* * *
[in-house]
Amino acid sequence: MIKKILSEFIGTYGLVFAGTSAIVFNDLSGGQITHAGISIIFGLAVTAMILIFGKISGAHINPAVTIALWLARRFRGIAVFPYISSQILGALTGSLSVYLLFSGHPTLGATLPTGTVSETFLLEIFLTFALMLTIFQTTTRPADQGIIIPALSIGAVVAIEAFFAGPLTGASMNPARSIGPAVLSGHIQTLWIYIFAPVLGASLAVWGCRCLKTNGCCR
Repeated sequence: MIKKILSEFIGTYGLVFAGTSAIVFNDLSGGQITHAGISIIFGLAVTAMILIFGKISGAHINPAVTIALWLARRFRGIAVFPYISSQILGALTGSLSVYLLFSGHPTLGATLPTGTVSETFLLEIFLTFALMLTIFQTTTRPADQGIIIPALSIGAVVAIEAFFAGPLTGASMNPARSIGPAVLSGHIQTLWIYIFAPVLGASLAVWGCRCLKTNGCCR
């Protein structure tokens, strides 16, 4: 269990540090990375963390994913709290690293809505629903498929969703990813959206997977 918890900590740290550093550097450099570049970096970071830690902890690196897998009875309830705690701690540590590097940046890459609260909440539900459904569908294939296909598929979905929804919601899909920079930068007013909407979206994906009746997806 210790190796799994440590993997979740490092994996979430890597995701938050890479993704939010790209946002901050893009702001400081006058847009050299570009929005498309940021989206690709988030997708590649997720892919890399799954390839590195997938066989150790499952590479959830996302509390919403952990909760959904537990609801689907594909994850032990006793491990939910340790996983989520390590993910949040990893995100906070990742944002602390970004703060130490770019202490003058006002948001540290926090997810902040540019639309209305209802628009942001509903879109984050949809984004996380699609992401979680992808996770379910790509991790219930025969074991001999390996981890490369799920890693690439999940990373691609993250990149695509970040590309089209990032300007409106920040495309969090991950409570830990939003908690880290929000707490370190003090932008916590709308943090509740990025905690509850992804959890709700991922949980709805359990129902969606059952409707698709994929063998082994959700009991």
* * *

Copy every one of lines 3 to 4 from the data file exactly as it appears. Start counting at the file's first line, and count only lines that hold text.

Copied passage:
Repeated sequence: MIKKILSEFIGTYGLVFAGTSAIVFNDLSGGQITHAGISIIFGLAVTAMILIFGKISGAHINPAVTIALWLARRFRGIAVFPYISSQILGALTGSLSVYLLFSGHPTLGATLPTGTVSETFLLEIFLTFALMLTIFQTTTRPADQGIIIPALSIGAVVAIEAFFAGPLTGASMNPARSIGPAVLSGHIQTLWIYIFAPVLGASLAVWGCRCLKTNGCCR
């Protein structure tokens, strides 16, 4: 269990540090990375963390994913709290690293809505629903498929969703990813959206997977 918890900590740290550093550097450099570049970096970071830690902890690196897998009875309830705690701690540590590097940046890459609260909440539900459904569908294939296909598929979905929804919601899909920079930068007013909407979206994906009746997806 210790190796799994440590993997979740490092994996979430890597995701938050890479993704939010790209946002901050893009702001400081006058847009050299570009929005498309940021989206690709988030997708590649997720892919890399799954390839590195997938066989150790499952590479959830996302509390919403952990909760959904537990609801689907594909994850032990006793491990939910340790996983989520390590993910949040990893995100906070990742944002602390970004703060130490770019202490003058006002948001540290926090997810902040540019639309209305209802628009942001509903879109984050949809984004996380699609992401979680992808996770379910790509991790219930025969074991001999390996981890490369799920890693690439999940990373691609993250990149695509970040590309089209990032300007409106920040495309969090991950409570830990939003908690880290929000707490370190003090932008916590709308943090509740990025905690509850992804959890709700991922949980709805359990129902969606059952409707698709994929063998082994959700009991």